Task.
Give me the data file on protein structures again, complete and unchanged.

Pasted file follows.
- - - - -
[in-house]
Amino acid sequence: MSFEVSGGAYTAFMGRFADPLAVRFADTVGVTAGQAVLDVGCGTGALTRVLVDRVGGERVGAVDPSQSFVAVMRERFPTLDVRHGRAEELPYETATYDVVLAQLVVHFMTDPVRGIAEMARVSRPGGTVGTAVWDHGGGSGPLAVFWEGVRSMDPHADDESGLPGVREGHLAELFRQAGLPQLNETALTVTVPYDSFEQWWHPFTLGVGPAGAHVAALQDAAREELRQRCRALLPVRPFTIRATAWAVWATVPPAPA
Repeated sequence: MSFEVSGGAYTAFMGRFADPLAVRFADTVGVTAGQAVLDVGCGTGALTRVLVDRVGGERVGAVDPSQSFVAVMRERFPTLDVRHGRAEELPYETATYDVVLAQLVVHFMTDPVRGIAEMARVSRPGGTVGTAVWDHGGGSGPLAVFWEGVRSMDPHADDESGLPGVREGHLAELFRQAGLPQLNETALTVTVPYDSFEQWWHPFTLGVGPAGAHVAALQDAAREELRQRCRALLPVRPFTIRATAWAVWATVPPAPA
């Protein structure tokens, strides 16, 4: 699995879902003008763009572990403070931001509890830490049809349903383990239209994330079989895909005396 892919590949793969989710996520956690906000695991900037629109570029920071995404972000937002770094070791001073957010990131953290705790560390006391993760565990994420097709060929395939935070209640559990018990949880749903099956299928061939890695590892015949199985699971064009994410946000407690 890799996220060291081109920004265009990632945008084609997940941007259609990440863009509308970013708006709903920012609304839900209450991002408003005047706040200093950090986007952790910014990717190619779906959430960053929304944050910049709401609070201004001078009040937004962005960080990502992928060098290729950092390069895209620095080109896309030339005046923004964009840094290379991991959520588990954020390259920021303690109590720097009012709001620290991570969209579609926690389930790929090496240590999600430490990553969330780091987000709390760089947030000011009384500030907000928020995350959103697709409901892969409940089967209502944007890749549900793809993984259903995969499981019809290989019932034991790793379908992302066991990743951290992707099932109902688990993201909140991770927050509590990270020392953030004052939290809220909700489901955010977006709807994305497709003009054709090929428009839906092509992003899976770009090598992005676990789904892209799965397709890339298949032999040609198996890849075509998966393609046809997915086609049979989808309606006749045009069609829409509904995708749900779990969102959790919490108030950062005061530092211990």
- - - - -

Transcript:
[in-house]
Amino acid sequence: MSFEVSGGAYTAFMGRFADPLAVRFADTVGVTAGQAVLDVGCGTGALTRVLVDRVGGERVGAVDPSQSFVAVMRERFPTLDVRHGRAEELPYETATYDVVLAQLVVHFMTDPVRGIAEMARVSRPGGTVGTAVWDHGGGSGPLAVFWEGVRSMDPHADDESGLPGVREGHLAELFRQAGLPQLNETALTVTVPYDSFEQWWHPFTLGVGPAGAHVAALQDAAREELRQRCRALLPVRPFTIRATAWAVWATVPPAPA
Repeated sequence: MSFEVSGGAYTAFMGRFADPLAVRFADTVGVTAGQAVLDVGCGTGALTRVLVDRVGGERVGAVDPSQSFVAVMRERFPTLDVRHGRAEELPYETATYDVVLAQLVVHFMTDPVRGIAEMARVSRPGGTVGTAVWDHGGGSGPLAVFWEGVRSMDPHADDESGLPGVREGHLAELFRQAGLPQLNETALTVTVPYDSFEQWWHPFTLGVGPAGAHVAALQDAAREELRQRCRALLPVRPFTIRATAWAVWATVPPAPA
């Protein structure tokens, strides 16, 4: 699995879902003008763009572990403070931001509890830490049809349903383990239209994330079989895909005396 892919590949793969989710996520956690906000695991900037629109570029920071995404972000937002770094070791001073957010990131953290705790560390006391993760565990994420097709060929395939935070209640559990018990949880749903099956299928061939890695590892015949199985699971064009994410946000407690 890799996220060291081109920004265009990632945008084609997940941007259609990440863009509308970013708006709903920012609304839900209450991002408003005047706040200093950090986007952790910014990717190619779906959430960053929304944050910049709401609070201004001078009040937004962005960080990502992928060098290729950092390069895209620095080109896309030339005046923004964009840094290379991991959520588990954020390259920021303690109590720097009012709001620290991570969209579609926690389930790929090496240590999600430490990553969330780091987000709390760089947030000011009384500030907000928020995350959103697709409901892969409940089967209502944007890749549900793809993984259903995969499981019809290989019932034991790793379908992302066991990743951290992707099932109902688990993201909140991770927050509590990270020392953030004052939290809220909700489901955010977006709807994305497709003009054709090929428009839906092509992003899976770009090598992005676990789904892209799965397709890339298949032999040609198996890849075509998966393609046809997915086609049979989808309606006749045009069609829409509904995708749900779990969102959790919490108030950062005061530092211990």